Church father such as Ignatius, Tertullian, Origen, and Eusebius were all in agreement that Paul wrote the letter to Philemon (“fi-lay-mon”). Paul names himself more than once (v.1, 9. 19) and also names people who we see in his letter to the Colossians, adding weight to their shared authorship. What’s it about then? Why did he write to Philemon?
Philemon was written to a man who had a runaway slave. This was serious and scandalous in this place and at this time. There was no departing quietly on the midnight flight unbeknown to anyone. Professionals were hired to track down runaways, who then faced torture or even death. The runaway at the centre of this letter, Onesimus, had found his way to Rome and had somehow met Paul. Through Paul’s influence and teaching Onesimus becomes a believer and is then sent back to his former master (vv.12-13).
How would it go? Would he be received back as he is expecting, or as he is hoping? Paul has sent him back to Philemon along with a trusted friend, Tychicus, and a letter…a letter that we are going to walk through together day by day.
Paul is going to ask Philemon to receive Onesimus as a beloved believing brother, not a thieving runaway slave. Paul is going to offer to step in and offer to take any punishment deserved by Onesimus, and by doing so set before us a wonderful model of Christian forgiveness that finds its roots in Christ Himself.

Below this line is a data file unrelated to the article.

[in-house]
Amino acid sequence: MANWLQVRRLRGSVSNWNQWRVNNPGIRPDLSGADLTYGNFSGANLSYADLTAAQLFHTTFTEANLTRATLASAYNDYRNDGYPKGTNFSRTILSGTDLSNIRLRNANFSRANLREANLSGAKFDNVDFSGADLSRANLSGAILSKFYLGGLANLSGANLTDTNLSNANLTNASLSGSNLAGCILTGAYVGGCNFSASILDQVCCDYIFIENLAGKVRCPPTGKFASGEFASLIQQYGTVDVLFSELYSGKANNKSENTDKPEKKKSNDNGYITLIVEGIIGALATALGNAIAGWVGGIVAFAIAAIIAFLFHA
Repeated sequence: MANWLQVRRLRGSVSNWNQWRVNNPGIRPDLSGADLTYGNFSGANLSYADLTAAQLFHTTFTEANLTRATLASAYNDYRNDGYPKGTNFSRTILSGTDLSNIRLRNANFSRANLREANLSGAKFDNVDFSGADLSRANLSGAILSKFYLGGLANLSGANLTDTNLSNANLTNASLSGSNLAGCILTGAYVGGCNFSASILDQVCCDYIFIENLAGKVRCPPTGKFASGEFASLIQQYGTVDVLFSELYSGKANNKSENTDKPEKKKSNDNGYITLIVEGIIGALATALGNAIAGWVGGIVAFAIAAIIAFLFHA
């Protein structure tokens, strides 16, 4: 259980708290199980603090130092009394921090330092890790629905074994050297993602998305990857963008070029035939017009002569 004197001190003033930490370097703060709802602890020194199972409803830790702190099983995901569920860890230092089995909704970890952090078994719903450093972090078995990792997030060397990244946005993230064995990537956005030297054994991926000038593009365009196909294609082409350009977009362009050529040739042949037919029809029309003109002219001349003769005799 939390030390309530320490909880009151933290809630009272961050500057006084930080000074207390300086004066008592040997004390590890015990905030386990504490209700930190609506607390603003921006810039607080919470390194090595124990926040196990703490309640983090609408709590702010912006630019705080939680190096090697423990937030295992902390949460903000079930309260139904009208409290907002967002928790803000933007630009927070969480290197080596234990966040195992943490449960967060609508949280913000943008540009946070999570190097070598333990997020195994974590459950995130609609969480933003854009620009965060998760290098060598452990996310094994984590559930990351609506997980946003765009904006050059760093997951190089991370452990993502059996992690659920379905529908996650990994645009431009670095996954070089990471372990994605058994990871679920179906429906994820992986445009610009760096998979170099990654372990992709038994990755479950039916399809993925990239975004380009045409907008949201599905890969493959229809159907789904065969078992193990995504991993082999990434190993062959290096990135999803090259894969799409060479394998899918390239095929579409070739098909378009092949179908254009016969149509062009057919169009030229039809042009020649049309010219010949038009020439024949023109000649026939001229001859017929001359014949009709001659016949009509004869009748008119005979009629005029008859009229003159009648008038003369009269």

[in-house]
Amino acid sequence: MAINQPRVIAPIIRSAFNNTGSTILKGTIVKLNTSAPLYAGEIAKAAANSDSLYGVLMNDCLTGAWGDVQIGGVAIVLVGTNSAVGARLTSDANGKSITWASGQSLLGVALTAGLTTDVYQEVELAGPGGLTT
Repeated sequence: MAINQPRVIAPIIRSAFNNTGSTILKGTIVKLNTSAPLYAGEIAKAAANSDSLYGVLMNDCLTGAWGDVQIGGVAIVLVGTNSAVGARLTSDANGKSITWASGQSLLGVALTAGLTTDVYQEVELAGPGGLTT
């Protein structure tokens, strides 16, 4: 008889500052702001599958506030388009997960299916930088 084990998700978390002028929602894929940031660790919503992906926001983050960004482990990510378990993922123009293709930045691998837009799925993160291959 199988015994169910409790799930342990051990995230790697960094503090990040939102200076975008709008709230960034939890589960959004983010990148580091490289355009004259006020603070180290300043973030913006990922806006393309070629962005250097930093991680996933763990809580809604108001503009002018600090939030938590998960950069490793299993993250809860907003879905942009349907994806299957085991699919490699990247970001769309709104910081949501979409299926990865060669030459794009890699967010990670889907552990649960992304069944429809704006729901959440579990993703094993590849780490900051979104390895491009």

The letter we call Philemon is then, fundamentally, about grace and forgiveness. We are to be motivated by grace, we are to put God’s grace in our lives into action, and we are to realise that if it were not for God’s grace our lives would be heading down a very different path. As we move through Philemon together look for the Lord Jesus: look for His grace, look for His forgiveness, and look for His willingness to take the punishment you deserved.